• Adam Tarnow

My Favorite Analog Tool

Updated: Feb 11

Analog is making a comeback. Over the past few years, there has been a noticeable shift back to analog tools and technology. Don't believe me? Then head over to your local Barnes & Noble. In one thirty-minute cruise around the store, here are a few things you'll see:

  • Tons of physical books.

  • A massive selection of board games.

  • A music section full of vinyl records.

  • An impressive selection of journals.

Oh yeah, you'll also notice that Barnes & Noble still exists! Amazon hasn't knocked them out yet. Keep fighting, B&N...keep fighting!!


Digital is amazing. Digital tools and technology have improved much of our lives. However, there are still some situations where analog is better.


Digital is here to stay, but analog ain't going away. It seems we all need a “digital detox” every once in a while.


My own leadership journey has been greatly impacted by analogy technology. There is one piece of analog technology that has helped more than almost any other.


The journal. I'll never forget the first time I slowed down to reflect and journal.


I was a junior in college. I was facing some situation that at the time felt like the most critical situation ever. I was confused, and I didn't know what to do.


For some reason, I decided to write out my thoughts. Ten minutes and two paragraphs later, I had the clarity I needed.


I've never looked back. Since that day over twenty years ago, journaling has been a normal part of my life.


My routine is simple. One, I use a journal that makes me feel smart. Two, I write with a pen that's a joy to use. Third, I relax and write whatever comes to mind.


My topics vary. Sometimes I write about a lesson I've learned. Other times I write about a problem I'm trying to solve. It’s a spot to write down dreams and frustrations. There’s freedom because the journal is here to serve me, and there are no rules.


I seldom go back and reread the journals. I often throw them away when I'm done. To me, it's more about the process than the library. Believe me, my kids will not want to write a book about my life when I pass away. "Our dad was a CPA. Then he did some other stuff. Finally, he died and left us all these journals to recycle. The end."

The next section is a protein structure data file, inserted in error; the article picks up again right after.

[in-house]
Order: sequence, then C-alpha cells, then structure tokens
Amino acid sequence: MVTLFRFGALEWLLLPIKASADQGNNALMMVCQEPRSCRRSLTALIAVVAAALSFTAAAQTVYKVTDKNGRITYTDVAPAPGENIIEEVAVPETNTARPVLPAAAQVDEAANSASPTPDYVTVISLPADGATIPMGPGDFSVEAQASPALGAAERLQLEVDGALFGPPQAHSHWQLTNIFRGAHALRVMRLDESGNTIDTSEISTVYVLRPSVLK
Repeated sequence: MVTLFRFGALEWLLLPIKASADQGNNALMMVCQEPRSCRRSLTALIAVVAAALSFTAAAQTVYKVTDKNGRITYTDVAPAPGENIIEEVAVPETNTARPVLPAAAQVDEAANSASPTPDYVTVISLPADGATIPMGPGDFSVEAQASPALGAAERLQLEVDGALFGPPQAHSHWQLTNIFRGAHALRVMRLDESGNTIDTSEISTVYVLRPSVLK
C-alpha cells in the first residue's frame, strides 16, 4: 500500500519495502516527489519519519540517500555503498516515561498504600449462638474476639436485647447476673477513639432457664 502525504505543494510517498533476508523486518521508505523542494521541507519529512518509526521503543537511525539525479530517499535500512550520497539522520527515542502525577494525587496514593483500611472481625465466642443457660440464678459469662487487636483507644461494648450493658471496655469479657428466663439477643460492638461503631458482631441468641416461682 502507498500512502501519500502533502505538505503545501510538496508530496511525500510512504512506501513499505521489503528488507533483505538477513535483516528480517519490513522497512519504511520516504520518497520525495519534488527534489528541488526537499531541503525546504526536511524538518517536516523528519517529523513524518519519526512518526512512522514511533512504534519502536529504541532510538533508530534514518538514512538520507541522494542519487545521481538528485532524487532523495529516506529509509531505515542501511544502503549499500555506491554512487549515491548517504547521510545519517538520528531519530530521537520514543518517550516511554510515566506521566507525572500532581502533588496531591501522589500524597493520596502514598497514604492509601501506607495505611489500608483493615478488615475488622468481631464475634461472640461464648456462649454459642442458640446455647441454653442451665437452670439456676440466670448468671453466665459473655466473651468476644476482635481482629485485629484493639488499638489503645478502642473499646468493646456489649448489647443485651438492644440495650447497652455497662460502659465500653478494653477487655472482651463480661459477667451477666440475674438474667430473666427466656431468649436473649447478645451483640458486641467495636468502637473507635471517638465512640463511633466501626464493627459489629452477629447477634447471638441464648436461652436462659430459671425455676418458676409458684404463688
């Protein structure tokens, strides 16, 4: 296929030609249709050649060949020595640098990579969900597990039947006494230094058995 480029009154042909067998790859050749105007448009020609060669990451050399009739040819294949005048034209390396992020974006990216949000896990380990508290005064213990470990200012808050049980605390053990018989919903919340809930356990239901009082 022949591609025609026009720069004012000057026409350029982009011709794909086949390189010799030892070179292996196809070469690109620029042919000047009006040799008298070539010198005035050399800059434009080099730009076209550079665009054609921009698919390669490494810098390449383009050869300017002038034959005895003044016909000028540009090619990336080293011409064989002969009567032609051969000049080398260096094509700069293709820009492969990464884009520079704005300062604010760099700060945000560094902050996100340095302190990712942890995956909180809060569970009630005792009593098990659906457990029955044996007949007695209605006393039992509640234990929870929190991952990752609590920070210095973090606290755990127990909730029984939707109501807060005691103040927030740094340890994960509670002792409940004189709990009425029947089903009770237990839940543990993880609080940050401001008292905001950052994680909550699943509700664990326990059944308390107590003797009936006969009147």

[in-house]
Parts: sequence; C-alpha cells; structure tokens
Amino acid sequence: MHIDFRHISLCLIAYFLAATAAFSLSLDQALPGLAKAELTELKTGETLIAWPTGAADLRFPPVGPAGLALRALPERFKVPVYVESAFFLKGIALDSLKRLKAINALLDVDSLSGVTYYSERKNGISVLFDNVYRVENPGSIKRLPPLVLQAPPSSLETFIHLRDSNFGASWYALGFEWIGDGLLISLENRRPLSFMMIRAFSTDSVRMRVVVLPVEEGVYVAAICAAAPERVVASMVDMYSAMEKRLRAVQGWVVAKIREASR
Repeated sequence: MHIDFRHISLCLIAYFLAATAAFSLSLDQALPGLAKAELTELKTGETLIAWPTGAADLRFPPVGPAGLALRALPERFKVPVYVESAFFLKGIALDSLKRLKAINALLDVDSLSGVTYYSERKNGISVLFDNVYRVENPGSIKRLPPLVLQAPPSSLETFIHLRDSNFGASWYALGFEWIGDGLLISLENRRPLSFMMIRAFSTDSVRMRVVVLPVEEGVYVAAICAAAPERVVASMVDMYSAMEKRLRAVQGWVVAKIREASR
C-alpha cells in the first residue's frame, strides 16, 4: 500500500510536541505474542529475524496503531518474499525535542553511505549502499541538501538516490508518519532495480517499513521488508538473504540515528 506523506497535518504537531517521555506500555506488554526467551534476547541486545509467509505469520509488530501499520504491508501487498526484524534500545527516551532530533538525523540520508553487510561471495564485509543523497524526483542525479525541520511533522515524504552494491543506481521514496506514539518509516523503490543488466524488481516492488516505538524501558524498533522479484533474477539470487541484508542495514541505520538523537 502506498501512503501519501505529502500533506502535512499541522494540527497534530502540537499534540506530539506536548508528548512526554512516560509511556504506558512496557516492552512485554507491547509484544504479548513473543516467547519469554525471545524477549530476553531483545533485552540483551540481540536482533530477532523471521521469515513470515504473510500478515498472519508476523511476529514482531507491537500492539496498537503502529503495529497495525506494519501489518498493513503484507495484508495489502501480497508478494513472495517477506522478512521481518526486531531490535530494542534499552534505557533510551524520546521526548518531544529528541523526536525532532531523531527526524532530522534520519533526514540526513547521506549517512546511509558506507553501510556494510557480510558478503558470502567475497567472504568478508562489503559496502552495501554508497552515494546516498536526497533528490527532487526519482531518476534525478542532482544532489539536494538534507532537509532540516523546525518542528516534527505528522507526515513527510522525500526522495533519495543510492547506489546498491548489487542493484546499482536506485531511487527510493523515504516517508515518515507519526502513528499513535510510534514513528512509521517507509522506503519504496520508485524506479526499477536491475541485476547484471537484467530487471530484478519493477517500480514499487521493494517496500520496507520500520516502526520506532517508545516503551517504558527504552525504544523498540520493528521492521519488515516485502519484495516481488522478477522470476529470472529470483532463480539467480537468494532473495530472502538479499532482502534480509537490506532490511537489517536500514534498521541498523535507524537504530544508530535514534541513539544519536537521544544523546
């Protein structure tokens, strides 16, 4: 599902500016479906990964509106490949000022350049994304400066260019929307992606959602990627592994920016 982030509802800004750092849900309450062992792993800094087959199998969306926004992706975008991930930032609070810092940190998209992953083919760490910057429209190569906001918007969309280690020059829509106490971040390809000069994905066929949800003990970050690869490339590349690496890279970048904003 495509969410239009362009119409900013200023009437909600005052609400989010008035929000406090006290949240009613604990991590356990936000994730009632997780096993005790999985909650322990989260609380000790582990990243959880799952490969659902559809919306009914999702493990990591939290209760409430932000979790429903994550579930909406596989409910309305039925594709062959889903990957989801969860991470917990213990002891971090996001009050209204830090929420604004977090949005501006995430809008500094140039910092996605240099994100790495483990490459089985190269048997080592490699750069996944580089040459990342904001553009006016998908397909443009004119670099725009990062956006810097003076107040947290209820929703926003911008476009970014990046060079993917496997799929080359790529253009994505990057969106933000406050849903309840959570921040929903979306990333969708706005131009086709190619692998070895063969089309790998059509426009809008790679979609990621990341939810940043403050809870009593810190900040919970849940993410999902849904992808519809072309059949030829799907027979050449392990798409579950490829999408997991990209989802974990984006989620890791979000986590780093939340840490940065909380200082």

The benefit of journaling is reflection. Life moves pretty fast. If you don't stop and look around once in a while, you could miss it.


Yes. I just quoted Ferris Bueller.


Yes. That was my "senior quote" in my high school yearbook.


Yes. I had friends in high school.


No. They don't stay in touch with me.


Okay, maybe I can find a better quote. Here's what Donald Miller has to say about journaling and reflection:


"I've met very few high-impact people who do not journal or in some way take time to reflect. It's by reflecting that we edit our actions and design our lives. Those who do not reflect neither edit nor design - they simply respond." - Donald Miller, Business Made Simple


One more quote, from the late-great Howard Hendricks:


"Experience alone isn't helpful. Evaluated experience is what's helpful." - Dr. Howard Hendricks


I believe Donald and Howard are right. Adding this one analog tool can transform your leadership and give you an edge. So, put down your iPhone, head on over to Barnes & Noble, and "Treat Yo' Self" to an excellent new journal.



NOTES: A few articles to support the shift back to analog: books, vinyl records, board games. I have two go-to journals. (1) The Moleskine Cahier Journal, Large, with a cover from Daly Goods or (2) The Classic by Double Edge Notes. My go-to pen is the Pilot G-2 07 in Navy Blue.

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